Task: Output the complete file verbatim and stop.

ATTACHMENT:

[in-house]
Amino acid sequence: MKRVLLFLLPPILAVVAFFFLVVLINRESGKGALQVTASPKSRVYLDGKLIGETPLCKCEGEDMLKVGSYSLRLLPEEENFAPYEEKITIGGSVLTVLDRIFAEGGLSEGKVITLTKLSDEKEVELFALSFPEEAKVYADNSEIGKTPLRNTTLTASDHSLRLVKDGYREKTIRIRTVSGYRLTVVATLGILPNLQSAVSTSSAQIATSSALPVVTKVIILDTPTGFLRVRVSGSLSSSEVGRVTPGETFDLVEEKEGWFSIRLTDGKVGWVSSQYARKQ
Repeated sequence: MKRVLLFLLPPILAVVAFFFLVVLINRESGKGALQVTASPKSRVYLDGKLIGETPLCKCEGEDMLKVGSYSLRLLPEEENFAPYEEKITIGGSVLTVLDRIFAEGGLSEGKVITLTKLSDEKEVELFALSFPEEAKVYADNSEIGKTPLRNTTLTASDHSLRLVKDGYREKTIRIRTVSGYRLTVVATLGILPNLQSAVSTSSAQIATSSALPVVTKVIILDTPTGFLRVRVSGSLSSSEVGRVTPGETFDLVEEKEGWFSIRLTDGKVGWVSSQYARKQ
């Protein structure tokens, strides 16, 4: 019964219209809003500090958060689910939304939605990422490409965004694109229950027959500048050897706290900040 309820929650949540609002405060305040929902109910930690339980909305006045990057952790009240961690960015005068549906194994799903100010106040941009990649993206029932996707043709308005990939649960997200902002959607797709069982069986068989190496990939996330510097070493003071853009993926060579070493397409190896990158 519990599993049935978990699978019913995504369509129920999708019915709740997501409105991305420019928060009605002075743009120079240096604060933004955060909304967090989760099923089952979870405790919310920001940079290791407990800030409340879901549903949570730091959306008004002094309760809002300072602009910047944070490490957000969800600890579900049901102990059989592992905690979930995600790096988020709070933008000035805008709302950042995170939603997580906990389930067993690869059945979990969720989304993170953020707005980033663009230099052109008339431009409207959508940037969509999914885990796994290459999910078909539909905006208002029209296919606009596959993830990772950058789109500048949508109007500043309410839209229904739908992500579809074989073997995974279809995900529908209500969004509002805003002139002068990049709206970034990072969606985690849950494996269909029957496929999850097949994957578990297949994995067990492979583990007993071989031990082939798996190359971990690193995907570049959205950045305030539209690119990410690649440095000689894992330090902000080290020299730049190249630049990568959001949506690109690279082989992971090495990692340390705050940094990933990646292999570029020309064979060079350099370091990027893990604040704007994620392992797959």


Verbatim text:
[in-house]
Amino acid sequence: MKRVLLFLLPPILAVVAFFFLVVLINRESGKGALQVTASPKSRVYLDGKLIGETPLCKCEGEDMLKVGSYSLRLLPEEENFAPYEEKITIGGSVLTVLDRIFAEGGLSEGKVITLTKLSDEKEVELFALSFPEEAKVYADNSEIGKTPLRNTTLTASDHSLRLVKDGYREKTIRIRTVSGYRLTVVATLGILPNLQSAVSTSSAQIATSSALPVVTKVIILDTPTGFLRVRVSGSLSSSEVGRVTPGETFDLVEEKEGWFSIRLTDGKVGWVSSQYARKQ
Repeated sequence: MKRVLLFLLPPILAVVAFFFLVVLINRESGKGALQVTASPKSRVYLDGKLIGETPLCKCEGEDMLKVGSYSLRLLPEEENFAPYEEKITIGGSVLTVLDRIFAEGGLSEGKVITLTKLSDEKEVELFALSFPEEAKVYADNSEIGKTPLRNTTLTASDHSLRLVKDGYREKTIRIRTVSGYRLTVVATLGILPNLQSAVSTSSAQIATSSALPVVTKVIILDTPTGFLRVRVSGSLSSSEVGRVTPGETFDLVEEKEGWFSIRLTDGKVGWVSSQYARKQ
């Protein structure tokens, strides 16, 4: 019964219209809003500090958060689910939304939605990422490409965004694109229950027959500048050897706290900040 309820929650949540609002405060305040929902109910930690339980909305006045990057952790009240961690960015005068549906194994799903100010106040941009990649993206029932996707043709308005990939649960997200902002959607797709069982069986068989190496990939996330510097070493003071853009993926060579070493397409190896990158 519990599993049935978990699978019913995504369509129920999708019915709740997501409105991305420019928060009605002075743009120079240096604060933004955060909304967090989760099923089952979870405790919310920001940079290791407990800030409340879901549903949570730091959306008004002094309760809002300072602009910047944070490490957000969800600890579900049901102990059989592992905690979930995600790096988020709070933008000035805008709302950042995170939603997580906990389930067993690869059945979990969720989304993170953020707005980033663009230099052109008339431009409207959508940037969509999914885990796994290459999910078909539909905006208002029209296919606009596959993830990772950058789109500048949508109007500043309410839209229904739908992500579809074989073997995974279809995900529908209500969004509002805003002139002068990049709206970034990072969606985690849950494996269909029957496929999850097949994957578990297949994995067990492979583990007993071989031990082939798996190359971990690193995907570049959205950045305030539209690119990410690649440095000689894992330090902000080290020299730049190249630049990568959001949506690109690279082989992971090495990692340390705050940094990933990646292999570029020309064979060079350099370091990027893990604040704007994620392992797959």